Deborah Bryceson's Take on Conceptualizing Gender and Agrarian Relations
Many thanks for bringing the debate on gender and agrarian relations to the fore. Just a few thoughts on what has been written.
I would agree that Shivji's abstract theoretical analysis fits the colonial period when rural men migrated to plantations and mines or produced cash crops in situ and rural women were ordained to stay at the homestead producing subsistence crops, giving birth and raising children. But that neat split in the gender division of labour is no longer prevalent. During the 1950s-1970s men's migration to plantations and mines largely faded away. From the 1980s, when the terms of trade for peasant agriculture plummeted in the wake of the global oil crisis, men started losing their role as agricultural export crop producers. They, as well as women and youth, entered the 'scramble in Africa', searching for viable forms of income-earning. For youth, urban migration became ever more prevalent. This came out in the survey work I've done with colleagues in Tanzania and indeed a similar pattern was found to prevail in the other African countries that we researched [Bryceson and Jamal (1997) Farewell to Farms; Bryceson, Kay and Mooij (2000) Disappearing Peasantries?; Bryceson and Bank (2001) Livelihoods, Linkages and Policy Paradoxes; Bryceson (2010) How Africa Works].
I would argue these transformative processes largely undermined the existence of the Tanzanian peasantry (as per my article that you circulated). What's left is an ageing countryside and an inchoate 'precariat' (male and female) who diversify their work activities according to the constraints and opportunities that they encounter. Rural men's and women's relationship to capital is largely the same - they exist, in the Marxist sense, as a 'reserve army of labour' for capital - except that these days labour is in super-abundance. It's long passed the time when the colonial assumption of an acute labour shortage held and a so-called backward sloping supply curve was believed to exist. As for what happens within the home, households are far less coherent socially and materially. Unlike peasant households where there was a clear complementary division of labour amongst family members to generate subsistence and commodified household production, households are now far more fluid in composition. Individual members often earn on their own account, rather than pool their income into a household purse. The notion of a male breadwinner lingers on primarily in some men's imagination. Women, however, remain the central 'reproducers' not only in terms of having babies, but caring for children and doing daily domestic labour. My view is that yes this is exploitation of women by men, but it's also usually a choice on the part of the women themselves and in effect it is their labour of love. They would not be able to tolerate the low standards of housework and childcare that most men haphazardly provide, if they are enlightened enough to try to tackle housework. Sorry if I sound like a female chauvinist!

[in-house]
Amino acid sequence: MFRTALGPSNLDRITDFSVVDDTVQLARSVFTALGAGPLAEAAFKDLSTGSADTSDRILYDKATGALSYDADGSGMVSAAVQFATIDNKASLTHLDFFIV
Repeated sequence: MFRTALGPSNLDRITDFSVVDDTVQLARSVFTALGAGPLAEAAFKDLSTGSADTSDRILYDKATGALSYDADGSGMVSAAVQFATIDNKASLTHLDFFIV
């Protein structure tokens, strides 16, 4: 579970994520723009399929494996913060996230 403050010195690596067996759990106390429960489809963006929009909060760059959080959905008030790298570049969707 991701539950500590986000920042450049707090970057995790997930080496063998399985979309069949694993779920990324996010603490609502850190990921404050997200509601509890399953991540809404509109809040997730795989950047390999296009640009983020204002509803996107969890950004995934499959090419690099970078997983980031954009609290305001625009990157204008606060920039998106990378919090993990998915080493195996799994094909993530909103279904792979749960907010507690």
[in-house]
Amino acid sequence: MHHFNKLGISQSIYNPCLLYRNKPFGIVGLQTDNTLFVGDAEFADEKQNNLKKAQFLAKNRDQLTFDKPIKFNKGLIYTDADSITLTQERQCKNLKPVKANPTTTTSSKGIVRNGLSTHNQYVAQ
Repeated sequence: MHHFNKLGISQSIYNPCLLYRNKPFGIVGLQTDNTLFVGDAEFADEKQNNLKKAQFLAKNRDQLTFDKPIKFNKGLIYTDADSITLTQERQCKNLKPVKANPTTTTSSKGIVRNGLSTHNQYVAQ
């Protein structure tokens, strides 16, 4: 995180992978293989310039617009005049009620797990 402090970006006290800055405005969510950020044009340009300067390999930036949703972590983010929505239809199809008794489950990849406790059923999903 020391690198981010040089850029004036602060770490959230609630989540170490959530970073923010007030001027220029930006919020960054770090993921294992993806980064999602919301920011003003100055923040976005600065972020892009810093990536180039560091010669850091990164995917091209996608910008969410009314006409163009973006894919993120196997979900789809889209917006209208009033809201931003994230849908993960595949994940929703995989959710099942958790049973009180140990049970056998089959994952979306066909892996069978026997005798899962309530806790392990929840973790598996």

Above all, I very much agree with you that empirical research is vital to knowing and understanding what's going on. With a foundational analytical grounding, the theory can follow from there. So much has happened over the last half century. It must be documented, published and widely disseminated. Tanzania is such a complex country and the more case studies and broader surveys that are done the better. But if the data stays in report form rather than more readable publications and other accessible forms of analytical communication, we will miss what is happening and the nature of on-going change will elude us.